The Brunei Haversack

Sometimes we take things for granted. Take 'takiding' which is the basket that were used to carry things in Brunei Darussalam. It is not used very much or at all nowadays but everyone knows what it looks like and what it is. It was previously used mostly in farms when farm produce or fruits are picked, they are kept in the 'takiding' carried all the time at the farmer's back.

We all know that it is made out of bamboo but not much more beyond that. According to one article I read in the Berita Muzium, one villager in 1996 described that the art of weaving bamboo into baskets was a Kedayan speciality and for the Kedayans in the Brunei/Muara District, it originated from two villages - Sengkurong and Tanjung Nangka as they formed the majority of the villagers. According to the Kulapis Village Head, another village, Mulaut was also another village where the art of weaving took place and the 'technology' was later transferred to the Kulapis villagers.

There were also other baskets weaved in other districts and there are difference between the sizes, the physical appearance as well as the names of some of the parts of the takiding. The physical parts of the takiding include the 'pusat','bisul', 'bingkai atas', 'bingkai badan', 'sirat', 'junjung', 'gariwat' and 'tali takiding'. The size of the takiding are generally sized to carry about 2 gantangs (roughly about 9 liters) of padi (uncooked rice).

To make the 'takiding', there are several materials require which include buluh (bamboo) which can be buluh tebal, buluh arnab, buluh tamiang and buluh liat. Buluh liat is also known as 'meikong buaya' literally crocodile's tail. I am not sure why. Other materials include bamban which is the bark or skin of a type of wood, rotan (mature bamboo), salingkawang (type of root - used as the rope to bind the takiding), timbaran (another skin/bark used as the harnass) and water (used to soften the other materials).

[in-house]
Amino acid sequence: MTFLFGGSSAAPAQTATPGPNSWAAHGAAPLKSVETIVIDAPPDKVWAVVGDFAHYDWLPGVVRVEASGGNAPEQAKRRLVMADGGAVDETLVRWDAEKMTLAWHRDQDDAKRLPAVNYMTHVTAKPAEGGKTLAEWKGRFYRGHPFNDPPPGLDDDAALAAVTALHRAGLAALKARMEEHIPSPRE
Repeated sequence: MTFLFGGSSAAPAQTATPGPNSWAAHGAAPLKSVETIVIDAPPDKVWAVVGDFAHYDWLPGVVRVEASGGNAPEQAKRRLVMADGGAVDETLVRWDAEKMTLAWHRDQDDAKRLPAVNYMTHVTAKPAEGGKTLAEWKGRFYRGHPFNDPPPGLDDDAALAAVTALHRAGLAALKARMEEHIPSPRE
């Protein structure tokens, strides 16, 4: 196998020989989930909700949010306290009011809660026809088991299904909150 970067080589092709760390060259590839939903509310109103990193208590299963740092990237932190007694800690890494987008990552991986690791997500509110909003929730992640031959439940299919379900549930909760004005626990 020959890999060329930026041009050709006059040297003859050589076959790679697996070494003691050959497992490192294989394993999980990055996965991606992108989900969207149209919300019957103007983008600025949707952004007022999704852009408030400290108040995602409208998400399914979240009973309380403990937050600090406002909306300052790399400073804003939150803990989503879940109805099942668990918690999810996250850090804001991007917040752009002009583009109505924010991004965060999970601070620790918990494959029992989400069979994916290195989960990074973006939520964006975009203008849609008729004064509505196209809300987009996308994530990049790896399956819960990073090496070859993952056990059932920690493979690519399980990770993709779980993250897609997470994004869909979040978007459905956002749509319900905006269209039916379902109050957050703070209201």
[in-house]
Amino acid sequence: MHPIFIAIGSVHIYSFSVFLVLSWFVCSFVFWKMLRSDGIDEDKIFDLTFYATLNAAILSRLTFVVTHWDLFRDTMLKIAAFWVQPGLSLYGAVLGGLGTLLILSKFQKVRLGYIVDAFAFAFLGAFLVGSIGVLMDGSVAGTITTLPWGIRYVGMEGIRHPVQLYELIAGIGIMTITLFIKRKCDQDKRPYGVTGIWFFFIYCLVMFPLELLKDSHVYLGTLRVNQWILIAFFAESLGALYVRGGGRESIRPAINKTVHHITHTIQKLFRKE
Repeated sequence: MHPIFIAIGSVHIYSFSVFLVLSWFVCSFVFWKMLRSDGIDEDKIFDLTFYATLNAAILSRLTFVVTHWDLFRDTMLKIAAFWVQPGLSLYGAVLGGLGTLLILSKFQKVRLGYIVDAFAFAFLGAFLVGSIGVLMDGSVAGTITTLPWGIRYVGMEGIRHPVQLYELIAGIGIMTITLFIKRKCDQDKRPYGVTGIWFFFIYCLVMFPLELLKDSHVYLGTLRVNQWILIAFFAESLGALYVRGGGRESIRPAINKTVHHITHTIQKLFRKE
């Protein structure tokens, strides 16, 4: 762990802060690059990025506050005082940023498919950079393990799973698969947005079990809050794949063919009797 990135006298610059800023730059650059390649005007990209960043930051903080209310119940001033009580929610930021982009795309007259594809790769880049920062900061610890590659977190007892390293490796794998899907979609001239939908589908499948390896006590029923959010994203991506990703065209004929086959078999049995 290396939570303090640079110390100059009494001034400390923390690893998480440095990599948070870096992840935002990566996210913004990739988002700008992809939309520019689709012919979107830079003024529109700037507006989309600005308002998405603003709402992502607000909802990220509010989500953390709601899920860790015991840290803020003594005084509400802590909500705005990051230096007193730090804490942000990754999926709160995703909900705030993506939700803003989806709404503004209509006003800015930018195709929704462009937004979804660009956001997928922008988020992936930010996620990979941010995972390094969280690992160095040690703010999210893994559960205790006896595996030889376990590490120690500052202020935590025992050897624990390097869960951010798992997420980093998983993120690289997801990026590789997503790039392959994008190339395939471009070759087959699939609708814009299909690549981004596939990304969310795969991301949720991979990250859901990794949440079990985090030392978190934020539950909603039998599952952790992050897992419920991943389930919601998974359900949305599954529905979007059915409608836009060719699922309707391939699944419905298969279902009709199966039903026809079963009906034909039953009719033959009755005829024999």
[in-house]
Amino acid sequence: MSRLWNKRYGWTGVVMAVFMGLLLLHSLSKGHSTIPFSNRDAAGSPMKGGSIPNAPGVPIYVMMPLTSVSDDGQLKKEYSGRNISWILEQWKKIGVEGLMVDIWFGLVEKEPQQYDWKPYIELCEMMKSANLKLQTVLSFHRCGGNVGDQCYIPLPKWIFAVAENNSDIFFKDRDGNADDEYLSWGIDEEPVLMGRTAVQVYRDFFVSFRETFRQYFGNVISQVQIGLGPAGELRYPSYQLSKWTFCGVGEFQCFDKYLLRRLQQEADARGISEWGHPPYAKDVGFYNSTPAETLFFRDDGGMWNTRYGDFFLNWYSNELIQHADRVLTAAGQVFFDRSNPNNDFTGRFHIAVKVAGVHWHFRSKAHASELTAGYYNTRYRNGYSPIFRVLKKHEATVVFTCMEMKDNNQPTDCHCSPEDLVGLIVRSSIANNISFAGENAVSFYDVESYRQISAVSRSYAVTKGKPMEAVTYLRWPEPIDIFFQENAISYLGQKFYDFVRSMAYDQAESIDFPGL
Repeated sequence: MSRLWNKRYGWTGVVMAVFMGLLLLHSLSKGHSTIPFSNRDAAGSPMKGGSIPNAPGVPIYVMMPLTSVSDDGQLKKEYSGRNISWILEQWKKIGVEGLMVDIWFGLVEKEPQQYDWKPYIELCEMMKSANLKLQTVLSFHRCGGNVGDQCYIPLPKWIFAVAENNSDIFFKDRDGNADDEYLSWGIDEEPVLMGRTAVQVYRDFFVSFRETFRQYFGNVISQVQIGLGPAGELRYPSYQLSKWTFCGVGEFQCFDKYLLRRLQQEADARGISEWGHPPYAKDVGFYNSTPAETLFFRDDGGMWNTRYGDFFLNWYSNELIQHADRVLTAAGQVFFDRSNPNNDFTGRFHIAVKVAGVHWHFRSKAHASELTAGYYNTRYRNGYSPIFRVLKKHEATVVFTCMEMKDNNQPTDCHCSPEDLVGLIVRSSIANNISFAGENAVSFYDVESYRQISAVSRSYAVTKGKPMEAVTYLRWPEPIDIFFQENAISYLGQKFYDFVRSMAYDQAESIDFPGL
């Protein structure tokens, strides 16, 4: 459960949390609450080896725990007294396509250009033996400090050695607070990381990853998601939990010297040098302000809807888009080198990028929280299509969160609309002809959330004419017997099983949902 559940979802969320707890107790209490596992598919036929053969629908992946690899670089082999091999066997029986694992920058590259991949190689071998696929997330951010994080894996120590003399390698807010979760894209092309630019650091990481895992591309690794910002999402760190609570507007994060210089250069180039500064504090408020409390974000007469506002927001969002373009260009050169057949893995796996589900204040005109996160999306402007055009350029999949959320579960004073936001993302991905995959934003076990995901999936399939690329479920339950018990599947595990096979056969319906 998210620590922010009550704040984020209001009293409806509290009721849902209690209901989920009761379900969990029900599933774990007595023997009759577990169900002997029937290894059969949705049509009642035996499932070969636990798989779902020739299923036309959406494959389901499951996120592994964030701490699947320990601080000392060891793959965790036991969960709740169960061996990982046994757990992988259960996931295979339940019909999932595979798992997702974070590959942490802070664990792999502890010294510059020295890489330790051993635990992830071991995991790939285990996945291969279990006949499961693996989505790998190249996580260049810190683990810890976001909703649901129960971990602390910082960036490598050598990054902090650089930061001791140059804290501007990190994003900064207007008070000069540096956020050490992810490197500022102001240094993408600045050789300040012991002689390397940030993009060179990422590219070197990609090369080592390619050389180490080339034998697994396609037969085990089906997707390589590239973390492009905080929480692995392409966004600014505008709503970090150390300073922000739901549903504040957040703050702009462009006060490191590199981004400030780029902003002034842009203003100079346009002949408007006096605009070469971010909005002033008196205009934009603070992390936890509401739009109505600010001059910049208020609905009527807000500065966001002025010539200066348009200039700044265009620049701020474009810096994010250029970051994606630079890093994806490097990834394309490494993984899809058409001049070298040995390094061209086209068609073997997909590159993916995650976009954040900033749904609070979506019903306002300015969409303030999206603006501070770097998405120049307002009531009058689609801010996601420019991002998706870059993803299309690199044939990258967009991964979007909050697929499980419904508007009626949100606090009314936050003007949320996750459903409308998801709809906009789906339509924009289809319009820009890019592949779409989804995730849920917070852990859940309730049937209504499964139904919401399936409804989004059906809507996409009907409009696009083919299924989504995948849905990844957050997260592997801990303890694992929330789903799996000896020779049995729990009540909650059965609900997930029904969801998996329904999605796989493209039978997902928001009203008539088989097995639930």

The design on the takiding is known as 'kelarai' and the kelarai have many names depending on the design. Some designs are called 'saluk kali', 'sinangkait sepanggal', 'sinangkait bulat', 'biji pelajau', 'buah bunut', 'bulan', 'mata punai', 'sayap kulimbambang' , 'tangkai gayung', 'buah bangkal', 'bisik damit', 'bisik besar', 'guramai lilipan', 'pucuk siar', 'ungsut' and 'adiemu',

The whole article in the Berita Muzium actually described the whole art of the weaving - made up of about 10 separate steps. I won't go into detail but I will make the whole article available on pdf and will post it up on main library at


Anonymous said…
Cool. I wish i could learn how to make it when I was little. Woundn't it be great if arts and craft were put into primary schools as a required/optional ECA. So such a skill will not be totally lost and continue on in the younger generation.
I'm curious, are you Kedayan?

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